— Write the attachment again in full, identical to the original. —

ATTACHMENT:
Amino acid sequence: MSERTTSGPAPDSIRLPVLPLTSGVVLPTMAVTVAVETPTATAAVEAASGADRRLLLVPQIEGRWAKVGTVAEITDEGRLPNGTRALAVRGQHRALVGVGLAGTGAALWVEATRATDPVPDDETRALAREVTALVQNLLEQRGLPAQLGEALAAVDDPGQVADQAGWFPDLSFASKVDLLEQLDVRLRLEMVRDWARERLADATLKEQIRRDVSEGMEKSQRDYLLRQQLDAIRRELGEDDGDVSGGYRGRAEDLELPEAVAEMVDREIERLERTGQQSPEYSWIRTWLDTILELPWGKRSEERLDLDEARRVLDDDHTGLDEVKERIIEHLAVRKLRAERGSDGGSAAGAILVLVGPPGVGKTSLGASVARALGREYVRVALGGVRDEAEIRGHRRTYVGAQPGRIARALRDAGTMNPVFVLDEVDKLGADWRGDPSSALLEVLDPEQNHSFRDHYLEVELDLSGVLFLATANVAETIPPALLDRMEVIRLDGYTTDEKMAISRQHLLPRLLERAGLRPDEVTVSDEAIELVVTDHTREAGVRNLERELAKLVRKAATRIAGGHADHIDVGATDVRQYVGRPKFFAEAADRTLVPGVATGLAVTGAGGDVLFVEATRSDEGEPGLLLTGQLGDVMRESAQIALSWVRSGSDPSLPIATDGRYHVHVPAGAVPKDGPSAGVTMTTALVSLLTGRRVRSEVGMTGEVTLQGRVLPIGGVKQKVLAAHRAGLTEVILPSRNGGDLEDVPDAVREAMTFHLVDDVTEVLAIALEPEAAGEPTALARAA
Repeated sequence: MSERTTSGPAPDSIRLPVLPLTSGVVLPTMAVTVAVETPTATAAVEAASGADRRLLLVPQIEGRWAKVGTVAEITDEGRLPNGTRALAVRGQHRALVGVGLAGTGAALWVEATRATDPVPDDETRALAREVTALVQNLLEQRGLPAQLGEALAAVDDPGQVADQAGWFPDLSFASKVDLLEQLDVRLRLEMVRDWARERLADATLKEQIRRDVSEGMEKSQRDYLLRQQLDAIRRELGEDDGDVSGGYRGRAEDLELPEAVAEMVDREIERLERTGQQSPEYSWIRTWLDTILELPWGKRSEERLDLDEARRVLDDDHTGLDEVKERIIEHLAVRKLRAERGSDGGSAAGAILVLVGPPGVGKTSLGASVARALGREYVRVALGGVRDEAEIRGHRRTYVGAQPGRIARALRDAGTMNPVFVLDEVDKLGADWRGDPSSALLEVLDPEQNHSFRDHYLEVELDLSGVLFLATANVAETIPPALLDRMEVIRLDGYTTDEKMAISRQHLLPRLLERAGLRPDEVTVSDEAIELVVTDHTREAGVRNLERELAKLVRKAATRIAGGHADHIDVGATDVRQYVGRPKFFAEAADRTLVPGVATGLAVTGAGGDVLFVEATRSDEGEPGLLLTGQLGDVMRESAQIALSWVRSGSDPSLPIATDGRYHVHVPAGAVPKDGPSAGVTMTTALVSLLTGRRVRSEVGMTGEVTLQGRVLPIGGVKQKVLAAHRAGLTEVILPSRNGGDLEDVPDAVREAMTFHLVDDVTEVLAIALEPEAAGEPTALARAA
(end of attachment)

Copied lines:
Amino acid sequence: MSERTTSGPAPDSIRLPVLPLTSGVVLPTMAVTVAVETPTATAAVEAASGADRRLLLVPQIEGRWAKVGTVAEITDEGRLPNGTRALAVRGQHRALVGVGLAGTGAALWVEATRATDPVPDDETRALAREVTALVQNLLEQRGLPAQLGEALAAVDDPGQVADQAGWFPDLSFASKVDLLEQLDVRLRLEMVRDWARERLADATLKEQIRRDVSEGMEKSQRDYLLRQQLDAIRRELGEDDGDVSGGYRGRAEDLELPEAVAEMVDREIERLERTGQQSPEYSWIRTWLDTILELPWGKRSEERLDLDEARRVLDDDHTGLDEVKERIIEHLAVRKLRAERGSDGGSAAGAILVLVGPPGVGKTSLGASVARALGREYVRVALGGVRDEAEIRGHRRTYVGAQPGRIARALRDAGTMNPVFVLDEVDKLGADWRGDPSSALLEVLDPEQNHSFRDHYLEVELDLSGVLFLATANVAETIPPALLDRMEVIRLDGYTTDEKMAISRQHLLPRLLERAGLRPDEVTVSDEAIELVVTDHTREAGVRNLERELAKLVRKAATRIAGGHADHIDVGATDVRQYVGRPKFFAEAADRTLVPGVATGLAVTGAGGDVLFVEATRSDEGEPGLLLTGQLGDVMRESAQIALSWVRSGSDPSLPIATDGRYHVHVPAGAVPKDGPSAGVTMTTALVSLLTGRRVRSEVGMTGEVTLQGRVLPIGGVKQKVLAAHRAGLTEVILPSRNGGDLEDVPDAVREAMTFHLVDDVTEVLAIALEPEAAGEPTALARAA
Repeated sequence: MSERTTSGPAPDSIRLPVLPLTSGVVLPTMAVTVAVETPTATAAVEAASGADRRLLLVPQIEGRWAKVGTVAEITDEGRLPNGTRALAVRGQHRALVGVGLAGTGAALWVEATRATDPVPDDETRALAREVTALVQNLLEQRGLPAQLGEALAAVDDPGQVADQAGWFPDLSFASKVDLLEQLDVRLRLEMVRDWARERLADATLKEQIRRDVSEGMEKSQRDYLLRQQLDAIRRELGEDDGDVSGGYRGRAEDLELPEAVAEMVDREIERLERTGQQSPEYSWIRTWLDTILELPWGKRSEERLDLDEARRVLDDDHTGLDEVKERIIEHLAVRKLRAERGSDGGSAAGAILVLVGPPGVGKTSLGASVARALGREYVRVALGGVRDEAEIRGHRRTYVGAQPGRIARALRDAGTMNPVFVLDEVDKLGADWRGDPSSALLEVLDPEQNHSFRDHYLEVELDLSGVLFLATANVAETIPPALLDRMEVIRLDGYTTDEKMAISRQHLLPRLLERAGLRPDEVTVSDEAIELVVTDHTREAGVRNLERELAKLVRKAATRIAGGHADHIDVGATDVRQYVGRPKFFAEAADRTLVPGVATGLAVTGAGGDVLFVEATRSDEGEPGLLLTGQLGDVMRESAQIALSWVRSGSDPSLPIATDGRYHVHVPAGAVPKDGPSAGVTMTTALVSLLTGRRVRSEVGMTGEVTLQGRVLPIGGVKQKVLAAHRAGLTEVILPSRNGGDLEDVPDAVREAMTFHLVDDVTEVLAIALEPEAAGEPTALARAA